The world's children may be paying a huge price for inadequate attention to the effects of toxic chemicals in the environment. In a new study, researchers warn that these chemicals may be behind the rise of neurodevelopmental disabilities such as autism and attention-deficit hyperactivity disorder:
The findings are presented in a study by Philippe Grandjean, adjunct professor of environmental health at Harvard School of Public Health (HSPH) and Philip Landrigan, Dean for Global Health at Mount Sinai published online Saturday in Lancet Neurology.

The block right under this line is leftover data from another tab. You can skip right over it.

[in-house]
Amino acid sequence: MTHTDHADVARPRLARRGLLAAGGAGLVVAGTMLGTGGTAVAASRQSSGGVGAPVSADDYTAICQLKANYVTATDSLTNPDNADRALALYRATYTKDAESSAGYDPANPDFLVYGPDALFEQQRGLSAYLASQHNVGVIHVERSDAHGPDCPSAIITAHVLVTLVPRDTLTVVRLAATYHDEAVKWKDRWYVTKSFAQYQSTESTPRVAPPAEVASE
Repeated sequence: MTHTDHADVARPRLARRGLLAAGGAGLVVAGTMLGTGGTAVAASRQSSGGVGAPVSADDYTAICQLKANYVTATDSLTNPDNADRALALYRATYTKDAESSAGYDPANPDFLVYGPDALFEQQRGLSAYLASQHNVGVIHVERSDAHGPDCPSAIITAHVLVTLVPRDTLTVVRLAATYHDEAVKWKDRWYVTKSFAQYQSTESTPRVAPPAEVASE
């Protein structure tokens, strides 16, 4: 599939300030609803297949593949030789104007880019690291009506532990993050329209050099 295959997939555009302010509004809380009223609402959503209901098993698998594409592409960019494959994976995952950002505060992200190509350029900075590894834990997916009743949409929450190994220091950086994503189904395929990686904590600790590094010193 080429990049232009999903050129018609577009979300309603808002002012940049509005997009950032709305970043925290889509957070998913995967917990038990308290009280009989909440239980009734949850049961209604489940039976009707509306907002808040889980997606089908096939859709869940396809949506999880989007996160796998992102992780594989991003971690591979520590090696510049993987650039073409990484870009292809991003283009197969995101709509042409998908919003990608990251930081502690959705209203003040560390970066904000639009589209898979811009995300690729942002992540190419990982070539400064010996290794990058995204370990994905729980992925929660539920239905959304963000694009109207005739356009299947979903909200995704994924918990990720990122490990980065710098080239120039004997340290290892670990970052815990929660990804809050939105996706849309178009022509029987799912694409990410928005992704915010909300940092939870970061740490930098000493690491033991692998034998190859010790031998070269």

"The greatest concern is the large numbers of children who are affected by toxic damage to brain development in the absence of a formal diagnosis. They suffer reduced attention span, delayed development and poor school performance. Industrial chemicals are now emerging as likely causes," said Grandjean.
Read more about this study at www.commondreams.org